EDIT: Ok, there is one, from last October, I feel better.

Damn, if Cruz could drop a "you're out of your element, Donnie" at a debate--boom!

Anglelyne said...

AA to rh: "Virtue signalling is a safety in herds effect. "As you can see, I'm not a bad guy." The opposite is figuring it out for yourself and saying what you think. A reflex blowback is: don't figure it out for yourself."

So when you say "virtue signaling," you mean to say: I believe that person didn't think for himself. Or: That's a fearful, lesser human being who's just saying what he thinks he's supposed to say to get along.

That's a useful thing to say sometimes, if that's what you really mean...


Virtue signaling is a way of marking and maintaining status, and avoiding loss of caste, in the herd. Showing that "I'm not a bad guy" is just one example of how it's done in certain herds, not its definition. So "virtue" is a bit of a misnomer, since goodness (as in having an ideal of goodness and striving to be a virtuous person) has nothing to do with it.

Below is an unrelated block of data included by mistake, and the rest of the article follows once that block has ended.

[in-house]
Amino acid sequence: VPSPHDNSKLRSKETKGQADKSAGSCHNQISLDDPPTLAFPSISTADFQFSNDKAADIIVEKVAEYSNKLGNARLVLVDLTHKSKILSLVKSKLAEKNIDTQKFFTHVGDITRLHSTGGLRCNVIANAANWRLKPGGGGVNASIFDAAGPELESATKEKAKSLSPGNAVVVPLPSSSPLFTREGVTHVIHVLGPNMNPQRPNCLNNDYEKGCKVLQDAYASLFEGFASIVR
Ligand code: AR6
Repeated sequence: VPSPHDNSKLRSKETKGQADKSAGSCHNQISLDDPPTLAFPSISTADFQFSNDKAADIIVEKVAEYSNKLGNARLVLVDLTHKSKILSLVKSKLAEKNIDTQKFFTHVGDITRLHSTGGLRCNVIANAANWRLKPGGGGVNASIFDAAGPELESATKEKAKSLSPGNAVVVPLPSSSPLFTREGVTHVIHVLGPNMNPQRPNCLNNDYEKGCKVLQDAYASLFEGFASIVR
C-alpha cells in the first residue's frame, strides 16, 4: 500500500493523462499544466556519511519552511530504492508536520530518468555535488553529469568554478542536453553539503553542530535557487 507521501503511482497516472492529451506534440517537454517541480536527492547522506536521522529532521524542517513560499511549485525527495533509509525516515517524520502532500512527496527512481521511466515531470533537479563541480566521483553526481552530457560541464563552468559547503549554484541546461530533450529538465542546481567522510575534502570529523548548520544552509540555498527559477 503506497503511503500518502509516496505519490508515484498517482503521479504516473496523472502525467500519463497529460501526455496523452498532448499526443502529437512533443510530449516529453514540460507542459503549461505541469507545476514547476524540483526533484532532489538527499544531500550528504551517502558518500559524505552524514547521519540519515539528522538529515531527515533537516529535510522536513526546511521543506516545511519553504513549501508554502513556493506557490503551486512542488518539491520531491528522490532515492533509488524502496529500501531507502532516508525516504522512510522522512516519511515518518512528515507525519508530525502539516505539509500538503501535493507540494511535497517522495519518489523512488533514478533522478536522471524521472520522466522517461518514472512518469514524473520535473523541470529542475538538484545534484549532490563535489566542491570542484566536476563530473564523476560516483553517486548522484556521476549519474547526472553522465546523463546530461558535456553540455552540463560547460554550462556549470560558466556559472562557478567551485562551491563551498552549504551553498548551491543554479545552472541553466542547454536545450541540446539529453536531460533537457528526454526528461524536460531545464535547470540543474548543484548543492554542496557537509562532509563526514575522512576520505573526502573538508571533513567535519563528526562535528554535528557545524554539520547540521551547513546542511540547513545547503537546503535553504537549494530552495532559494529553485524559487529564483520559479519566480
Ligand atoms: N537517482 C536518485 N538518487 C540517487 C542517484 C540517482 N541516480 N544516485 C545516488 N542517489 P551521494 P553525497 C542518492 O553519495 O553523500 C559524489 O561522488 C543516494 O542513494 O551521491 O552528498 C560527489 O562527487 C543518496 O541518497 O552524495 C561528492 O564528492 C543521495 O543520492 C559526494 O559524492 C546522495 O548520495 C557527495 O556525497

I hear the dismissiveness but not any serious criticism. It sounds prissy and, actually, unthinking to me...

You probably wouldn't be very comfortable in the sorts of places where the concept is hashed out unprissily.

...so it just doesn't work expressively unless what you're really trying to do is be off-putting. Maybe all you really mean to express is: Those are the other people. Which makes you a herd animal too.

Yes, the phrase has become an over-used tribal marker, but one that's still has considerably more explanatory oomph than "bigot" or "hater".

HoodlumDoodlum said...

Meade said...
The only hope for those of us who are Anybody But Clinton, is for Sanders to snatch away from her the Dem nomination. The only other hope is that the FBI report comes out.